Similarly, as reported by Bappenas (2012), the conflict in Aceh in 1999 caused economic loss to to the tune of Rp 5.2 trillion (10.1 percent) of the province’s total GDP of Rp 51.6 trillion ($5.7 billion).

Thirty years of conflict in the province have obviously caused extraordinary loss, not only in billions of dollars but also the loss of some 50,000 lives both from armed forces and innocent civilians.

Great loss also occurred during the conflicts in Ambon, Poso, Pontianak, Papua and in many other parts of the country. Overall, Indonesia has greatly suffered from such losses.

The newly adopted act could be a catalyst of social transformation, and for the country to reflect on its many conflicts in the past, to that it achieves a just, peaceful and prosperous society in the future.

Second, since Indonesia has made a great transformation, our people do expect the most immediate improvement to their quality of life. However, after so many years, they have not seen any significant changes. Ironically, they are watching the daily behavior of elites in the legislative, executive and judiciary branches of power.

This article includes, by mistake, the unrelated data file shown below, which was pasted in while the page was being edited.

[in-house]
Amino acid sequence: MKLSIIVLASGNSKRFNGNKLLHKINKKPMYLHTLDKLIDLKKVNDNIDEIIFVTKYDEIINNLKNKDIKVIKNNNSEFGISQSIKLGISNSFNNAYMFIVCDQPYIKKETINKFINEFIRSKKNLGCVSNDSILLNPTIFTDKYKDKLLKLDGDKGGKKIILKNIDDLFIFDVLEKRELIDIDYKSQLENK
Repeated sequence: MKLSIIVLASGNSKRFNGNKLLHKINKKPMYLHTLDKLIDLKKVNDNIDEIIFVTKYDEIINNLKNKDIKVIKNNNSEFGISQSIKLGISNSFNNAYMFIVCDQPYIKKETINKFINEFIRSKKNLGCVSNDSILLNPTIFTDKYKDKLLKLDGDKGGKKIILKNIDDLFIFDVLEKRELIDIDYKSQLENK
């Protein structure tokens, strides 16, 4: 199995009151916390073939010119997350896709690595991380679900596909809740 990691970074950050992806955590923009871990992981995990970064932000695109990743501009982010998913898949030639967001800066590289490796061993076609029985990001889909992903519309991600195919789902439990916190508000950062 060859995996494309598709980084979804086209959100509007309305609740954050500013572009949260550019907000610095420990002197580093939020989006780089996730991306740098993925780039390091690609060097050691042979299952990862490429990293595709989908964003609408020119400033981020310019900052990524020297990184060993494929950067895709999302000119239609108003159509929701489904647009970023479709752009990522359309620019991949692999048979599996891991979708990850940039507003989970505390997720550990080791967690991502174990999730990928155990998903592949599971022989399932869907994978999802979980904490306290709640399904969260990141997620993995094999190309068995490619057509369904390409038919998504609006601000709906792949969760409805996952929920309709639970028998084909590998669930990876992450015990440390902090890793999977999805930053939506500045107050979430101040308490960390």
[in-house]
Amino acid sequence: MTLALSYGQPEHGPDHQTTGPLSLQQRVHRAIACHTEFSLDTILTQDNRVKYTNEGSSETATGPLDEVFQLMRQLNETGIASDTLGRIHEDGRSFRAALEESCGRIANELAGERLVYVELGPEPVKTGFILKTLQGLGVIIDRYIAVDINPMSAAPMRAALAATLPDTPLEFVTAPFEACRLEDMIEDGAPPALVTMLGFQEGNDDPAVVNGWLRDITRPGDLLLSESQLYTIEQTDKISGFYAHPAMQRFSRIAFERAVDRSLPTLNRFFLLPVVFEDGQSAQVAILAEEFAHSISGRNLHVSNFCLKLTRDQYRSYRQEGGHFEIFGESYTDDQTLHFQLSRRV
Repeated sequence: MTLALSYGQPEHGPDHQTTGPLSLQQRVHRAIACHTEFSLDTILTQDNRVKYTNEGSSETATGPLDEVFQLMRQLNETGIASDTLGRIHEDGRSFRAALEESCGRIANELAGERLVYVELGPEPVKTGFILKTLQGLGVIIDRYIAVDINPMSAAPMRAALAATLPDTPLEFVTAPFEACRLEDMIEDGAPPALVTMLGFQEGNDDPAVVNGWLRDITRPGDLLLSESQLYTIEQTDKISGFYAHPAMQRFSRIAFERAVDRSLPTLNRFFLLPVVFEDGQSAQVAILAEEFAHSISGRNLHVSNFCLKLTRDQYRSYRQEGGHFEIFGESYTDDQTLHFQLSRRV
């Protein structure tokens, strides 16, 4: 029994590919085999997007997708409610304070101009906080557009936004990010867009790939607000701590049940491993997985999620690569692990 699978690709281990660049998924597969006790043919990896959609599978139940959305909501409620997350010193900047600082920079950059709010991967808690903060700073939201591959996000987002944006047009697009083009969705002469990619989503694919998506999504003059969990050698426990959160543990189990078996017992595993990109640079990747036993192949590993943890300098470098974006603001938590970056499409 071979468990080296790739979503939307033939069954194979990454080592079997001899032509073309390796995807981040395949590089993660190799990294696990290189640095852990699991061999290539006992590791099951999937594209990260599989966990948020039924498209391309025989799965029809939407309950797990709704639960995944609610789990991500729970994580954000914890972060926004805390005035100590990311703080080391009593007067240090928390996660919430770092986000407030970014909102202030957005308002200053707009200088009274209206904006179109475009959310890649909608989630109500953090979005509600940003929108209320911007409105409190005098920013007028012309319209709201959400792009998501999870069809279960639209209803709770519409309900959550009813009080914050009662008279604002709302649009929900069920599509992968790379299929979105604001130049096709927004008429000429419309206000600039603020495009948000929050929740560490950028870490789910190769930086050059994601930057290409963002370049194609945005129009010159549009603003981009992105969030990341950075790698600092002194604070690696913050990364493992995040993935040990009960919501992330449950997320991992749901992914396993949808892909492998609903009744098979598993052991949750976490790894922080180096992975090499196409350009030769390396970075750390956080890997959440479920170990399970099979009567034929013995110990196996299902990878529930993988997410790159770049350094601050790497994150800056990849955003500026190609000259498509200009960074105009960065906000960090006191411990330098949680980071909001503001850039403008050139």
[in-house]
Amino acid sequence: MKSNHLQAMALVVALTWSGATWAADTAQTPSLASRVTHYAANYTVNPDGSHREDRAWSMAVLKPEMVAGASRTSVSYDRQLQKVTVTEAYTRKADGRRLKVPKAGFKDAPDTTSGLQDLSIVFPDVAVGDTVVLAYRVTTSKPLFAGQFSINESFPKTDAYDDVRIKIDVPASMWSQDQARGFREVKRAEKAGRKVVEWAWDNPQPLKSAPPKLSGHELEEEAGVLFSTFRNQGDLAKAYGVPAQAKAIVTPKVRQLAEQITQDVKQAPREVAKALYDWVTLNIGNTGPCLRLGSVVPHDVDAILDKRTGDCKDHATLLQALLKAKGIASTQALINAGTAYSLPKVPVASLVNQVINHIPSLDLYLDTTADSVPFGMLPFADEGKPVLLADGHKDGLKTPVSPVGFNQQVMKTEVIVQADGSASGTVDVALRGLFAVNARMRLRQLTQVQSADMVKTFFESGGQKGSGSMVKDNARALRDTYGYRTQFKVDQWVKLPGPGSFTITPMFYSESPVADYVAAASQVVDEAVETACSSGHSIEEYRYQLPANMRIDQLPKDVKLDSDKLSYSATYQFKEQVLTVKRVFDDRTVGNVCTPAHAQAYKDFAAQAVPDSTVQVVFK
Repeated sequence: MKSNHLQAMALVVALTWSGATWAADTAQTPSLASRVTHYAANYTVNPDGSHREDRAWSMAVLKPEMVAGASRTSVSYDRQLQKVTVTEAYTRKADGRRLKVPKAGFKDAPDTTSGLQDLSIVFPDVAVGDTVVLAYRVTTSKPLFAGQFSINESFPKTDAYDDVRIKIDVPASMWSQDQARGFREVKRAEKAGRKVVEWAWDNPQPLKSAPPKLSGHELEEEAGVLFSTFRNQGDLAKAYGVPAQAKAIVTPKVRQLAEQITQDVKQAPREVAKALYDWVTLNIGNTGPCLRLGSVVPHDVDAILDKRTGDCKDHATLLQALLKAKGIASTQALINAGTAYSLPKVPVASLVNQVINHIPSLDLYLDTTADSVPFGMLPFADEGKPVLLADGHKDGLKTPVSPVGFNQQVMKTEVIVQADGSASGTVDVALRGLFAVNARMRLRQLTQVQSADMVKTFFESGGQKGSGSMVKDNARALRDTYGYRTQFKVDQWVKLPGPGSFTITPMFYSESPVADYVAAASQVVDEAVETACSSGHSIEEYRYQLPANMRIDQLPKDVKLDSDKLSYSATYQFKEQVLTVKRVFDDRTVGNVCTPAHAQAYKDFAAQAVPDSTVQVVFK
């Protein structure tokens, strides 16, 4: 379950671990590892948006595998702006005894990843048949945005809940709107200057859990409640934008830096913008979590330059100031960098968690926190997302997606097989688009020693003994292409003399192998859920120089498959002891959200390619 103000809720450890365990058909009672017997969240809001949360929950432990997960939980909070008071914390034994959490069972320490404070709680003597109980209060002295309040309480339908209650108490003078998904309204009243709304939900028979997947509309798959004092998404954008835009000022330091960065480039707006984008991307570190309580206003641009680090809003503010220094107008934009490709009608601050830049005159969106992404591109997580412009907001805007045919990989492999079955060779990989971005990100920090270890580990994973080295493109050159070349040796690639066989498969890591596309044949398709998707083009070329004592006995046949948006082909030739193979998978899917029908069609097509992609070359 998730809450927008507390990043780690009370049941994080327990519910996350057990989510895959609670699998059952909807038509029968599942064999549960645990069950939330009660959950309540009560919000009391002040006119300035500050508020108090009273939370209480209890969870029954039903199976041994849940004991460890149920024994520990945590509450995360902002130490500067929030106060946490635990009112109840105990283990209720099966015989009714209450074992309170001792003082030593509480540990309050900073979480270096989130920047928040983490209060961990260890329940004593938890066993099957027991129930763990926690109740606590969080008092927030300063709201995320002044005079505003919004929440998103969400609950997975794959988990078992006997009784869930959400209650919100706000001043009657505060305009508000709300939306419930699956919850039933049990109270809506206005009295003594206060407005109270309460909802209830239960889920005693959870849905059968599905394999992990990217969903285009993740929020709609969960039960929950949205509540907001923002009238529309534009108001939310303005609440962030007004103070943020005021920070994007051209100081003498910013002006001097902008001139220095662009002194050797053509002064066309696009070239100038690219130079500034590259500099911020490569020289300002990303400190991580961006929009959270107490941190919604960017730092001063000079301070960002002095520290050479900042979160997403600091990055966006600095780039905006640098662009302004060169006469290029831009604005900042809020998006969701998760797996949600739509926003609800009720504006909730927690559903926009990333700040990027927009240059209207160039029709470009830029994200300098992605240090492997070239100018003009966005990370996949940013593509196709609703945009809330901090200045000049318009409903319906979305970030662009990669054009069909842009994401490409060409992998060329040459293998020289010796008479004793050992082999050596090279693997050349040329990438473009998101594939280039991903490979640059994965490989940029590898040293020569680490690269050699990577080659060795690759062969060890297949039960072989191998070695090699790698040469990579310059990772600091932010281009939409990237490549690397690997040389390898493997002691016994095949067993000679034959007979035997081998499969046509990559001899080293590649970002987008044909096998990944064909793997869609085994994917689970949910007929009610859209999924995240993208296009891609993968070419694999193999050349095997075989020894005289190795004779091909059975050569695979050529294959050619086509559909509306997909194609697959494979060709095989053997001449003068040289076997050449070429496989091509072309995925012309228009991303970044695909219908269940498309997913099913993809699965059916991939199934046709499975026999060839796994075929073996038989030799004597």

Elites are all in a trap, blaming each other, fighting each other for their own personal and group interests and forgetting their noble mission to serve and to improve the quality of life for all citizens.

The poor and marginalized people are now worrying and questioning where the power struggle will end. To some extent, their social frustration forces them to fight to return to Soeharto’s era, which they thought was more stable and prosperous.

Malaysia, Singapore and even China are examples of nations where democracy and press freedom are absent but stability and prosperity are present, with these places being relatively free from social conflict.

If this dilemma persists then social conflicts in Indonesia will also persist. To me the choices to return to old era or go ahead with transformation to democracy have share equal risks.

At such an intersection, Rene Descartes said: “You just keep pushing. I made every mistake that could be made. But I just kept pushing. An optimist may see a light where there is none, but why must the pessimist always run to blow it out?” If the historic choice to democracy is the point of no return, let us just keep pushing by improving on all our mistakes.